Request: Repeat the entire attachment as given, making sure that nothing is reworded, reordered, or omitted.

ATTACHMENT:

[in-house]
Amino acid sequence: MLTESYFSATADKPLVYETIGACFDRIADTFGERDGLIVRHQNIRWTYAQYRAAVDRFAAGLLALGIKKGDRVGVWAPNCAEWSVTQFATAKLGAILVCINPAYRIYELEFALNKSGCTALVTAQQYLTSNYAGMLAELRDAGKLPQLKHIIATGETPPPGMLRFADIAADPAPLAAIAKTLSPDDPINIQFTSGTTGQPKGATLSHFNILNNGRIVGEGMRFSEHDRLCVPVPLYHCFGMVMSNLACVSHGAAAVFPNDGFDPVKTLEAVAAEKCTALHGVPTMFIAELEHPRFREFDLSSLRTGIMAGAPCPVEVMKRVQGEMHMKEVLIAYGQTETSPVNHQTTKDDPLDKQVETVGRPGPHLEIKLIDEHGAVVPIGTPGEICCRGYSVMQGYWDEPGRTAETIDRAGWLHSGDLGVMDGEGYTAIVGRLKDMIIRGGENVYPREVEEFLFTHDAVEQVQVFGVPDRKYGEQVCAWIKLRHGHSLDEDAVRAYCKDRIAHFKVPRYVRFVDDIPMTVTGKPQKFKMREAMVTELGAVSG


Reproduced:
[in-house]
Amino acid sequence: MLTESYFSATADKPLVYETIGACFDRIADTFGERDGLIVRHQNIRWTYAQYRAAVDRFAAGLLALGIKKGDRVGVWAPNCAEWSVTQFATAKLGAILVCINPAYRIYELEFALNKSGCTALVTAQQYLTSNYAGMLAELRDAGKLPQLKHIIATGETPPPGMLRFADIAADPAPLAAIAKTLSPDDPINIQFTSGTTGQPKGATLSHFNILNNGRIVGEGMRFSEHDRLCVPVPLYHCFGMVMSNLACVSHGAAAVFPNDGFDPVKTLEAVAAEKCTALHGVPTMFIAELEHPRFREFDLSSLRTGIMAGAPCPVEVMKRVQGEMHMKEVLIAYGQTETSPVNHQTTKDDPLDKQVETVGRPGPHLEIKLIDEHGAVVPIGTPGEICCRGYSVMQGYWDEPGRTAETIDRAGWLHSGDLGVMDGEGYTAIVGRLKDMIIRGGENVYPREVEEFLFTHDAVEQVQVFGVPDRKYGEQVCAWIKLRHGHSLDEDAVRAYCKDRIAHFKVPRYVRFVDDIPMTVTGKPQKFKMREAMVTELGAVSG